# Question: Resistors connected in parallel/ series

1. Sep 20, 2009

### cathode

1. The problem statement, all variables and given/known data

1.The equivalent resistance of several resistors connected in parallel is always lower than the smallest valued resistor.

A) True
B) False

2. The following two circuits are equivalent at terminals A-B.

http://img6.imageshack.us/img6/1401/circuity.jpg [Broken]

A) True
B) False

3. For three resistors connected in series, the voltage across each resistor is equal even if the resistors have different values.

A) True
B) False

----

For number 1, I guessed True. I'm not sure but my reasoning behind is by KCL and KVL, voltages around a loop and current entering a node is zero at every instant. Again, I'm not sure about this one.

For number 2, I guessed False. The cicuit on the left, I used Ohm's law to find its voltage; 50(v). On the other hand, the right circuit doesn't have a resistor at all. So I thought since 50(v) is greater than 0 (v) {the right circuit}, the statement is false, which states two circuits are equivalent.

For number 3, I guessed True, because by the definition KVL, the sum of voltages around a loop equals zero.

Last edited by a moderator: May 4, 2017
2. Sep 21, 2009

### jambaugh

Note: I'm commenting about your reasoning but not saying any of your answers are wrong...or right. It's not sufficient to guess correctly but to know why which I assume you already appreciate.

Number 1 start with the smallest valued resistor by itself. If you add another in parallel will the total resistance go up or down?

Number 2 your reasoning looks good.

In number 3 there is no mention of a loop. You have three resistors in series. That means current flowing through any one flows through them all so the currents are equal. How does this relate to the voltages?

3. Sep 21, 2009

### cathode

For 1, the total resistance will go up.

For 2, I checked my textbook, and there is an example that shows a circuit and a equivalent circuit of its original circuit. Turns out, I was wrong. This one is actually True.

For 3, that means the total voltage passing through each resistor is equal to the total resistance of the three resistors.

R1 ---- R2 ---- R3
3ohms 4ohms 5ohms
3volts 4volts 5volts

Therefore, it's false!!

4. Sep 21, 2009

### jambaugh

Think of a stream analogue. If you dig a channel parallel to the stream do you get more or less flow? (more flow = less resistance, less flow = more resistance)?
I thought the question vague. Was there more detail about the meters?
Right!

Nothing beats a nice concrete example to clarify!

5. Sep 21, 2009

### CEL

About question number 2. You have an ideal current source. The current in terminal A will be 5A, whether there is a resistor in series or not.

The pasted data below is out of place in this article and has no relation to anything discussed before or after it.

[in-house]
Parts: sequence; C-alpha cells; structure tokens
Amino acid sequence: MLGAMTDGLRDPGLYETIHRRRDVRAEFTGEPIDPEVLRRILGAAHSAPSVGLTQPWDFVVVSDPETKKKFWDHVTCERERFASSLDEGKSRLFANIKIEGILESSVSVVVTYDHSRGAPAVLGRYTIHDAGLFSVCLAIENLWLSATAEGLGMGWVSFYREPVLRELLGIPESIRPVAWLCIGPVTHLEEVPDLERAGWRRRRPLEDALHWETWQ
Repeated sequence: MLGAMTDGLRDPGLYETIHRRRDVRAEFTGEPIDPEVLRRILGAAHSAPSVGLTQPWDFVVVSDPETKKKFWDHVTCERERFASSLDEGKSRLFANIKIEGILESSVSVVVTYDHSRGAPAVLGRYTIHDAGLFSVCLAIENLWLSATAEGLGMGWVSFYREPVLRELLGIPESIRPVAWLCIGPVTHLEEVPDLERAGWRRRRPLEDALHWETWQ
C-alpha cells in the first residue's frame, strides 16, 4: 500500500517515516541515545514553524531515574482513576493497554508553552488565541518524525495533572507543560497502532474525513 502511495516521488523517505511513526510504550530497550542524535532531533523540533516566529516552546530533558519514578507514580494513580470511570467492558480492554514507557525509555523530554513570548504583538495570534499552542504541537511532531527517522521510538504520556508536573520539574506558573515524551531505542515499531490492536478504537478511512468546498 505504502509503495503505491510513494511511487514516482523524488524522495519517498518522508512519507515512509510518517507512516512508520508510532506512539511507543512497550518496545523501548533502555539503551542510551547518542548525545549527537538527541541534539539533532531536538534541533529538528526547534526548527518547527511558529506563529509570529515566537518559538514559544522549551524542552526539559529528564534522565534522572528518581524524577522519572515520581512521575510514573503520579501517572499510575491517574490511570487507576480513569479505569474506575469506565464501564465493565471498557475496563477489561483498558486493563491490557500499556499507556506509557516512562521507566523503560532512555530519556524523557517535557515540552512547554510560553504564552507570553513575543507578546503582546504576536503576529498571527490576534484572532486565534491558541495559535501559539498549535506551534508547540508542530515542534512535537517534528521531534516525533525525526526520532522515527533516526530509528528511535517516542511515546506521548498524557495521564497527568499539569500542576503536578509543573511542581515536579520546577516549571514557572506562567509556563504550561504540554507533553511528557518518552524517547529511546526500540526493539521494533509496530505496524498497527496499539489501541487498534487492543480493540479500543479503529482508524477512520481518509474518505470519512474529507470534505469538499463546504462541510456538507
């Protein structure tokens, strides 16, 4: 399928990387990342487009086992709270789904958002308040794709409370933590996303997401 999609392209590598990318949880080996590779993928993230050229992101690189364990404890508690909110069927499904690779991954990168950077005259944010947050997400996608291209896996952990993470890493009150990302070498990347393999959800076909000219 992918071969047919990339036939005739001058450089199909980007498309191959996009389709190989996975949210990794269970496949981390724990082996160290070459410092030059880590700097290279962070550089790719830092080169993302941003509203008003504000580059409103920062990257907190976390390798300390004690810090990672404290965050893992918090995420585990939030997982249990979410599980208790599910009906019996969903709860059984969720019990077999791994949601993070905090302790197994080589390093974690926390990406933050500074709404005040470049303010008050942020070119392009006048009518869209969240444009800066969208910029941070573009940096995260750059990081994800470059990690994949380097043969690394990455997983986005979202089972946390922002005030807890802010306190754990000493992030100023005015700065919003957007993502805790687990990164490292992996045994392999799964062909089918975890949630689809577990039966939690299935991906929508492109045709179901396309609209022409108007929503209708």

6. Sep 21, 2009

### jambaugh

Ahhh! I didn't recognize that particular circuit element. That explains it. Does that make sense to you Cathode?

7. Sep 21, 2009

### mikelepore

Why don't you just try a few with a calculator? For example, the parallel combination of 10 ohms and 90 ohms would be 9 ohms. What general pattern emerges from such results?

8. Sep 21, 2009

### ramonegumpert

Hi Cathode,
for question

3. For three resistors connected in series, the voltage across each resistor is equal even if the resistors have different values.

A) True
B) False

>>> The answer should be B) False. Different resistor value gives different voltage as the current is the same in series.

9. Sep 21, 2009

### cathode

I'm still not understanding about question 1...

10. Sep 22, 2009

### CEL

For simplicity, consider two resistors: R1 and R2. What is the resistance of their parallel connection?

11. Sep 22, 2009

### cathode

is the relationship, the product over sum rule?

12. Sep 22, 2009

### mikelepore

Yes, if the number of resistors in parallel is exactly two.

If there are two, then the more general expression R = 1/[(1/R1)+(1/R2)] will also be equal to R1 R1 / R1 + R2. But don't try using the product over the sum if there are three or more resistors.

13. Sep 22, 2009

### CEL

Yes.
$$R_{eq}=\frac{R_1R_2}{R_1+R_2}$$
Suppose $$R_2$$ is the smaller resistor. Divide the numerator and the denominator by $$R_1$$. You get:

$$R_{eq}=\frac{R_2}{1 + R_2/R_1}$$.
Since $$R_2$$ is divided by a quantity greater than 1, the result must be smaller than $$R_2$$.
You can consider the parallel of three resistors as the parallel of one with the equivalent of the parallel of the other two and so on.

14. Sep 22, 2009

### cathode

ahh now I get it.
Thanks so much for the help, everyeon!